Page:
0
$\begingroup$

I'm trying to plot the effect of a continuous variable (VAR1) on the response from a Generalized Linear Mixed Model. In other words, I'd like to predict the response y when VAR1 is x, setting all other variables to their mean (so they have no effect on the predicted value). I use SAS program, and I'm not quite sure how to accomplish this.

I've used option LSMEANS in SAS for my categorical fixed effects in my earlier models. I do have some class covariates in the model, one on its own and second nested within third, that is CLASS1 and CLASS2(CLASS3). I first plotted the LSMEANS of CLASS1, using the at-option to specify a value of VAR1 and then picking the estimate + SE from the CLASS1 level, which had the estimate of 0. LSMEANS gives me the mean and standard error also back-transformed which is essential (dist=binary in model statement). I somehow on first thought interpreted the zero-estimate of CLASS1 as "no effect", but actually the effect is included already in the intercept, right? So, how would one set the effect of CLASS1 (has only two levels) also to its mean, i.e. zero? Would a mean from the estimates of the two levels of CLASS1 do the trick? And what about the standard errors and CI?

Of course, I'm happy to use also other methods than LSMEANS, if you have any suggestions. For my other model (Gaussian with a different response, but otherwise the model's the same) I also thought of just plotting y = intercept + x × VAR1-estimate, using values from the table of estimates for fixed effects. However, this does again set all class variables to their zero level and not their mean, correct? Also, I was unsure how to proceed in calculating the correct CI. Using just "SE of VAR1 × 1.96" gave very narrow intervals, masked under the estimate line in my plots.

I know this must be pretty basic stuff, but after a lot of searching I was unable to find any concrete advise or examples.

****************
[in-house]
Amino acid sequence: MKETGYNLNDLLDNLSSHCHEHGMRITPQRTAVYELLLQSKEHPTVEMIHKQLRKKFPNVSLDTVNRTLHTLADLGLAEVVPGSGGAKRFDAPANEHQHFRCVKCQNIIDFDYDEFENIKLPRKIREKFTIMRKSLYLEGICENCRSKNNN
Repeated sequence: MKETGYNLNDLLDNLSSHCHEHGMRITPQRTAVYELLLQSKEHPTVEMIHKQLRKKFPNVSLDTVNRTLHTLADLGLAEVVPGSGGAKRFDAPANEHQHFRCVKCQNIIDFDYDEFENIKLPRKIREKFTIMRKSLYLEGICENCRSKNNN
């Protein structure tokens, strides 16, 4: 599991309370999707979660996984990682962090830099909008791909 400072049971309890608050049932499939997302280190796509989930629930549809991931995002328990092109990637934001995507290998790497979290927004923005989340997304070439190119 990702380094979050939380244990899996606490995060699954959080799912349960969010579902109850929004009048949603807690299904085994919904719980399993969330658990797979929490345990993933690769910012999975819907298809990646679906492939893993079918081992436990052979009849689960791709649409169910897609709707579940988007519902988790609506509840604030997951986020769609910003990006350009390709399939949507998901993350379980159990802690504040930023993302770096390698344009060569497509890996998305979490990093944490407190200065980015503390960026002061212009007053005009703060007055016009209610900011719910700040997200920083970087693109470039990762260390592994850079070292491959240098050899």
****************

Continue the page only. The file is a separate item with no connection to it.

$\endgroup$
0
$\begingroup$

Check out the PLM procedure in SAS:

http://support.sas.com/resources/papers/proceedings10/258-2010.pdf

and, of course, the PLM documentation and examples within.

Using PLM, you can specify an input dataset with your desired values for the predictor variables and use the SCORE statement to obtain the predicted values (as well as standard errors, confidence limits, and prediction limits) on either the model scale or the inverse link scale from the model.

For a categorical predictor, say CLASS1, you cannot specify a value other than the observed levels of CLASS1. For example, if CLASS1 has two levels (0 and 1), you cannot obtain a prediction by specifying CLASS1=0.5. You can, however, use the ESTIMATE statement to compute the average of the CLASS=0 and the CLASS=1 values for a specified value of VAR1. You could use ESTIMATE in either the original procedure (e.g., GLIMMIX) or in PLM.

Hope this helps,

Susan

$\endgroup$
  • $\begingroup$ Just a comment to second the use of ESTIMATE statements. These will calculate the confidence intervals for you and are extremely flexible. If you need to get practiced with ESTIMATE statement, you can use them to duplicate what you get from an LSMEANS statement to raise your comfort level. And you can put your PROC GLM or PROC MIXED or PROC GLIMMIX statements in a macro which allows you to write a loop for multiple ESTIMATES say for your independent variable going from 0 to 15 in steps of 0.1. $\endgroup$ – JimB Sep 18 '15 at 2:28

Your Answer

By clicking “Post Your Answer”, you agree to our terms of service, privacy policy and cookie policy

Not the answer you're looking for? Browse other questions tagged or ask your own question.